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Marine Biology

, Volume 160, Issue 11, pp 2943–2950 | Cite as

The tongue-replacing isopod Cymothoa borbonica reduces the growth of largespot pompano Trachinotus botla

  • D. Parker
  • A. J. Booth
Original Paper

Abstract

Cymothoa borbonica prevalence in the buccal cavity of Trachinotus botla was high, with 45 % of all fish sampled being infected. Smaller fish were more susceptible to infection with no parasites found in fish over 400 mm FL. The detrimental effects of parasite infection on their hosts include basihyal (the bone commonly known as the “tongue”) damage, a loss in buccal cavity volume as a result of female parasite attachment, and a severe impact on host growth. By combining short-term dietary analysis and medium-term stable isotope analysis, there was little evidence to suggest a modification in either the diet or feeding habits of infected fish where infected and uninfected fish occupied the same trophic niche. Inhibited growth in infected fish is hypothesized to be from respiratory distress from long-term oxygen deficiency through buccal obstruction.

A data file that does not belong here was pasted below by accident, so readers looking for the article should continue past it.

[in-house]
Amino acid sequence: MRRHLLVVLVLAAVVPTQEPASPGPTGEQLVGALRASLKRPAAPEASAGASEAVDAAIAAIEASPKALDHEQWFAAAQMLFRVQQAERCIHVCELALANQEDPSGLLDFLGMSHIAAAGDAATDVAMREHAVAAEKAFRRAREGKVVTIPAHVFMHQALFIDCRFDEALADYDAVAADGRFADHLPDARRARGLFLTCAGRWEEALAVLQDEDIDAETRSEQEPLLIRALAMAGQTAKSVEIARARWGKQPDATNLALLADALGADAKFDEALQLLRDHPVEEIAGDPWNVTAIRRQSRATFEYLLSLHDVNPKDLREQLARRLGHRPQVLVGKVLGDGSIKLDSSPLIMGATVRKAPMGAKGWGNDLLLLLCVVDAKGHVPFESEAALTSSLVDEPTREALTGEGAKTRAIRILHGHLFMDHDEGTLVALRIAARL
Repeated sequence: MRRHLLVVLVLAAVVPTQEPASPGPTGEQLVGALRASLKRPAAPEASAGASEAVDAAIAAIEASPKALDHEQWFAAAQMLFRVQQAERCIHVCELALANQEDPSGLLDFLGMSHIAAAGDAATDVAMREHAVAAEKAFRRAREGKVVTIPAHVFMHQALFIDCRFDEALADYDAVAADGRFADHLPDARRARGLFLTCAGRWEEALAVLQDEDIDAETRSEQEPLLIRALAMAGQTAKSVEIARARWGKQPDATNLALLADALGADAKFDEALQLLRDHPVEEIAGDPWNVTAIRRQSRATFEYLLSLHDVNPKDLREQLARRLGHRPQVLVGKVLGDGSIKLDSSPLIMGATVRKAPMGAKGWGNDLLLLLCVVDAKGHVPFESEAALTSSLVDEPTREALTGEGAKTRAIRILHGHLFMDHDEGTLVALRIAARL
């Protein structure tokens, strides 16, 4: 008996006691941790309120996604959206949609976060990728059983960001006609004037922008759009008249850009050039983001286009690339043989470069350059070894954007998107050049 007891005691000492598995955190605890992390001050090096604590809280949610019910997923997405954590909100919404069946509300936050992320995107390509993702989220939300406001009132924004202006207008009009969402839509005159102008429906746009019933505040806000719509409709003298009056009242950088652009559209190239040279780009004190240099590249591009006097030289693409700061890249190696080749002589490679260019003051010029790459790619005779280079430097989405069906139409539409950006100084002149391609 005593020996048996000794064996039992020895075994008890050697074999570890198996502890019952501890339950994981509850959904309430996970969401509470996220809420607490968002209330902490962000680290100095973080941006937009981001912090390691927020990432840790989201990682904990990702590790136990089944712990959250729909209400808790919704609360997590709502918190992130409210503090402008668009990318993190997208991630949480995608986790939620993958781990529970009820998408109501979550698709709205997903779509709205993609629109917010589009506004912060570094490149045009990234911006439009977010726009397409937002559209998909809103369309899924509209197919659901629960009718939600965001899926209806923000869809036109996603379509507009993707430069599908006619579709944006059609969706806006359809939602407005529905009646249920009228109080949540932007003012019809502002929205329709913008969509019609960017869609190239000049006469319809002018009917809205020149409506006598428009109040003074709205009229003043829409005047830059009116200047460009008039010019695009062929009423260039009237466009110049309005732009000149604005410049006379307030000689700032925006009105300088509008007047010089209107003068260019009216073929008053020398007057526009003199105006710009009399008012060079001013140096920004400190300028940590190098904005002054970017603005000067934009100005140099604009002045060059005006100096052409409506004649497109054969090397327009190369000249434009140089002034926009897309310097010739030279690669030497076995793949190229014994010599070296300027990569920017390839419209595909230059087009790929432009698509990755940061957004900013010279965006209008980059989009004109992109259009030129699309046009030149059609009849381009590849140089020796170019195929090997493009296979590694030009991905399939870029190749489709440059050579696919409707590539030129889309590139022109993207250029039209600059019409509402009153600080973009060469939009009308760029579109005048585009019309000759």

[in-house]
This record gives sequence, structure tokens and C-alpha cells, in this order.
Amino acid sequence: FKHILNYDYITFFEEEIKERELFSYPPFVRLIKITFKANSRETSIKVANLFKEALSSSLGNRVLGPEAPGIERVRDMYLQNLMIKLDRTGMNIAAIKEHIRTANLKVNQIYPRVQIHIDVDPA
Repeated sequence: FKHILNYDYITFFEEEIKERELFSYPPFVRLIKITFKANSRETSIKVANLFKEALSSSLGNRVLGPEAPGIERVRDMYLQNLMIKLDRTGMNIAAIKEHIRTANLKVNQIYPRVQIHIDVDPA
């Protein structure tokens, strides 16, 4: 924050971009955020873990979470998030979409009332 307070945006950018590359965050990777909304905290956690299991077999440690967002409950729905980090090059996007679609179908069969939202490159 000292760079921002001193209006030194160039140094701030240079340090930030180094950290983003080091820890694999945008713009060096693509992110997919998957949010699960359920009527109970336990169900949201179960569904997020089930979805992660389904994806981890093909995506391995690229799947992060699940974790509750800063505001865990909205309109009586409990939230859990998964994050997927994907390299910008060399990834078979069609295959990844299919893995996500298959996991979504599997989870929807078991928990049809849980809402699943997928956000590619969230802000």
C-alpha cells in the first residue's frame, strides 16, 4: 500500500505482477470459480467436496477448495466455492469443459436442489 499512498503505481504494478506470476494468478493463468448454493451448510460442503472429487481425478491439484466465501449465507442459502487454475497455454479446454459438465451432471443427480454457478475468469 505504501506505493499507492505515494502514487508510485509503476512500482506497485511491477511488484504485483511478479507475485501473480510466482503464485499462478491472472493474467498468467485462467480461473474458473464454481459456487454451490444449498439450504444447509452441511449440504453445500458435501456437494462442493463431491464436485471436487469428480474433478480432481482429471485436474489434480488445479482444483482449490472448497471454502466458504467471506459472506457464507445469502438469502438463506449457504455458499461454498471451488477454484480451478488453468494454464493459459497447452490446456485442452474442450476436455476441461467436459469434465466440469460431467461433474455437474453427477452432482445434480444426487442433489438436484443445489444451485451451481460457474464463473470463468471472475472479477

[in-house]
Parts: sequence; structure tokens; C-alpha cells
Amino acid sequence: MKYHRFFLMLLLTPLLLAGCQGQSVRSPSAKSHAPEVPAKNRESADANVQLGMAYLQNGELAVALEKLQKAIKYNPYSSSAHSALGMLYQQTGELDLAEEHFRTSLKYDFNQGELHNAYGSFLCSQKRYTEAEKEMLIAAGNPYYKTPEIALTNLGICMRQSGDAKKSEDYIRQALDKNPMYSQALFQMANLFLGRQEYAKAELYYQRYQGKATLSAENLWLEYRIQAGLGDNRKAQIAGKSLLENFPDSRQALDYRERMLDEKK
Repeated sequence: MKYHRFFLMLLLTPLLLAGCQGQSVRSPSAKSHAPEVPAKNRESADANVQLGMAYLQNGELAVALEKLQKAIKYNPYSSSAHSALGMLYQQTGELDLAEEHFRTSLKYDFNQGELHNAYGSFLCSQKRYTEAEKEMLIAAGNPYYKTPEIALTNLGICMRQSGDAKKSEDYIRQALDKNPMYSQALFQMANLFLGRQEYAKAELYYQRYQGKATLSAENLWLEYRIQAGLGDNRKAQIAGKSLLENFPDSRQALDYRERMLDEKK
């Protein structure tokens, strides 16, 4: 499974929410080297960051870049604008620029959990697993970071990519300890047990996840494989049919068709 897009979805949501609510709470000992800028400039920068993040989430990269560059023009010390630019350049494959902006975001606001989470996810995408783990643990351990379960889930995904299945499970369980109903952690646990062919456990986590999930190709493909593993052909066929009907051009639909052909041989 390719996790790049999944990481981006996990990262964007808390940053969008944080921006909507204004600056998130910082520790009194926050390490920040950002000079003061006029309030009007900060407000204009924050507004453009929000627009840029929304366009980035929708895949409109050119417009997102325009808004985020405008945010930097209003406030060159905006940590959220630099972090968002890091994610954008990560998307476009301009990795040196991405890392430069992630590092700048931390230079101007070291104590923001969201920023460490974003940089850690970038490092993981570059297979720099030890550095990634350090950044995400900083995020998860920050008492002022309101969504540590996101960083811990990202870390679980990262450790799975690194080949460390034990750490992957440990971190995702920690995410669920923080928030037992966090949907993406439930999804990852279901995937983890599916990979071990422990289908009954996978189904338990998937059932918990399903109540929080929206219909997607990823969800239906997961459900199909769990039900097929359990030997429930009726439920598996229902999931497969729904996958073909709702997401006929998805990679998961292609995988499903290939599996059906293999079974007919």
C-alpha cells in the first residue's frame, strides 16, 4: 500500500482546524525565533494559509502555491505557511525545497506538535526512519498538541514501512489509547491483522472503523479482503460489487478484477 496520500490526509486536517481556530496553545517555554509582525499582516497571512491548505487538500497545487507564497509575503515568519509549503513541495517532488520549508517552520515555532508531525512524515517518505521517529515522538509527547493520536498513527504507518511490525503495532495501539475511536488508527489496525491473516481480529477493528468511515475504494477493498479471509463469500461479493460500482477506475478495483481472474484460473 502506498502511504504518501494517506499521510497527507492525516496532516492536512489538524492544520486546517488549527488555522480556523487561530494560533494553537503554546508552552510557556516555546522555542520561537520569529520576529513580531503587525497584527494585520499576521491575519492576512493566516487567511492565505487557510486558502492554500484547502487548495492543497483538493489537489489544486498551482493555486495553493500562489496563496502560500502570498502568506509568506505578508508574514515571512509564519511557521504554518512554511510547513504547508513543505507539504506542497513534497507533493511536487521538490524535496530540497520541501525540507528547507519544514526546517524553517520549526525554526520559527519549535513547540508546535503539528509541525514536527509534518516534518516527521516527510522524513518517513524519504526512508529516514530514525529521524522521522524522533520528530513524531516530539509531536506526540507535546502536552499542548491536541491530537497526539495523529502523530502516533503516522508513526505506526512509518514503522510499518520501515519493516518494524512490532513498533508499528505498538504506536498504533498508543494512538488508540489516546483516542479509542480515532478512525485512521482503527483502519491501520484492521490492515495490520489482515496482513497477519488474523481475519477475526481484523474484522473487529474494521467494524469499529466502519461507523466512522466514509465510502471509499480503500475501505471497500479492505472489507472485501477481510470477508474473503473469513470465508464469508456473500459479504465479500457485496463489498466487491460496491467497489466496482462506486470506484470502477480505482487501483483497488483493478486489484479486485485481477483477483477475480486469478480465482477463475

Keywords

Parasite Infection Stable Isotope Analysis Fork Length Parasite Prevalence Buccal Cavity 
These keywords were added by machine and not by the authors. This process is experimental and the keywords may be updated as the learning algorithm improves.

Notes

Acknowledgments

This study was funded by the National Research Foundation (NRF) of South Africa’s African Coelacanth Ecosystem Programme and Rhodes University. The iSimangaliso Wetland Park is thanked for allowing access for this study. Matt Parkinson and Reece Wartenberg are thanked for assisting with the research. Bruce Mann is thanked for his advice and guidance in data collection. All anglers are thanked for assisting with the collection of fish for research.

Supplementary material

227_2013_2284_MOESM1_ESM.doc (70 kb)
Supplementary material 1 (DOC 70 kb)

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Copyright information

© Springer-Verlag Berlin Heidelberg 2013

Authors and Affiliations

  1. 1.Department of Ichthyology and Fisheries ScienceRhodes UniversityGrahamstownSouth Africa

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